He had just announced that Liberty Global and Discovery Communications had acquired minority stakes in the fledgling, all-electric series. After spending three years creating the series, this was the moment he had been building toward.
So Alejandro Agag climbed into a car and sped around Homestead-Miami Speedway for a few minutes. It was the first time he had driven one of the cars.
Terms of the sale were not disclosed, but finding corporate backing that could provide capital had been a crucial long-term priority.
"We knew we needed another partner to take it to the end," said Agag, who has previously noted the start-up costs had run $100 million. "... Really, it's the last challenge. That's why I'm so relaxed, and allowing myself to drive the car. The beginning to now was the launch. Now we're in orbit. We need to get to the moon still, but we're in orbit."
Timing for the announcement could not have been better. In the middle of its 10-city, 11-race debut season, Formula E holds its first American race Saturday at a street course in downtown Miami.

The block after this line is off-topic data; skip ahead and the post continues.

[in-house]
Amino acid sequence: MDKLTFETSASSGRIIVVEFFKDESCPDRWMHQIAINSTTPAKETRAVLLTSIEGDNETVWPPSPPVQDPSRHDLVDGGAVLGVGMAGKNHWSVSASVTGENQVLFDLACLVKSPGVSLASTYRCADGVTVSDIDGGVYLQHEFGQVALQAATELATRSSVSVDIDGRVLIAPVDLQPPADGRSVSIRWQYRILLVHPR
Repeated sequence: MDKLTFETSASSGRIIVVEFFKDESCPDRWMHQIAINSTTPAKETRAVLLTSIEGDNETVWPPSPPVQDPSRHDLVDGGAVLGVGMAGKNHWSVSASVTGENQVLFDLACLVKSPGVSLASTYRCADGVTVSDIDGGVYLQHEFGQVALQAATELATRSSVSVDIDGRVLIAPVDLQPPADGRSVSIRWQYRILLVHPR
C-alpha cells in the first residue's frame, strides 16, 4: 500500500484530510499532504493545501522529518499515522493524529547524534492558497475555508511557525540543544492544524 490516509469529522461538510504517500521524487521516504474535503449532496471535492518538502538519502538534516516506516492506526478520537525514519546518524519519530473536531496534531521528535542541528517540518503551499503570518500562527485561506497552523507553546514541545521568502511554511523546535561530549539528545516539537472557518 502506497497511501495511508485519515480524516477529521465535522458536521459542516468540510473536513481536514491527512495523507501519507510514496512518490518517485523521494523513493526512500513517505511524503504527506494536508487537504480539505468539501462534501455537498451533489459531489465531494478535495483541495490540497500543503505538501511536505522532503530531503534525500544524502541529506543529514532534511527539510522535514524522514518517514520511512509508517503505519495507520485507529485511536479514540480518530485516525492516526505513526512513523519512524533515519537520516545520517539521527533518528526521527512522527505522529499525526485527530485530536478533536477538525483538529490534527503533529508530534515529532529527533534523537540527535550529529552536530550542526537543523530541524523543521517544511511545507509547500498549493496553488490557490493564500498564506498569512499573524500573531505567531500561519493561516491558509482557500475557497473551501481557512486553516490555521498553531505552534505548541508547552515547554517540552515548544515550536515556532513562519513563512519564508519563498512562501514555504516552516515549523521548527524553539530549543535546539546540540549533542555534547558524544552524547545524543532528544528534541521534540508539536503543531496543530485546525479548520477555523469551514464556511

Agag had been hoping to use the race – as well as one next month in Long Beach, CA – to generate sponsorship interest from auto manufacturers. Since the announcement, he said he had already fielded calls from several who would now be on hand in Miami to see the race.
Liberty Global and Discovery Communications give Formula E a global media foothold. That's reassuring to OEMs who want to see stability in the series before making an investment themselves. Agag said he's courting several car companies, though the one that makes the most sense as a sponsor isn't yet interested in talking.
"If there's one I would really like, which is not a regular OEM, it's Tesla," Agag said, noting he had talked with Tesla Motors founder Elon Musk about a year ago. "He says he doesn't want to go racing. So we hope to make him change his mind down the road. I think what he's doing is amazing. We want to do what he's done – change the perception of electric cars for people."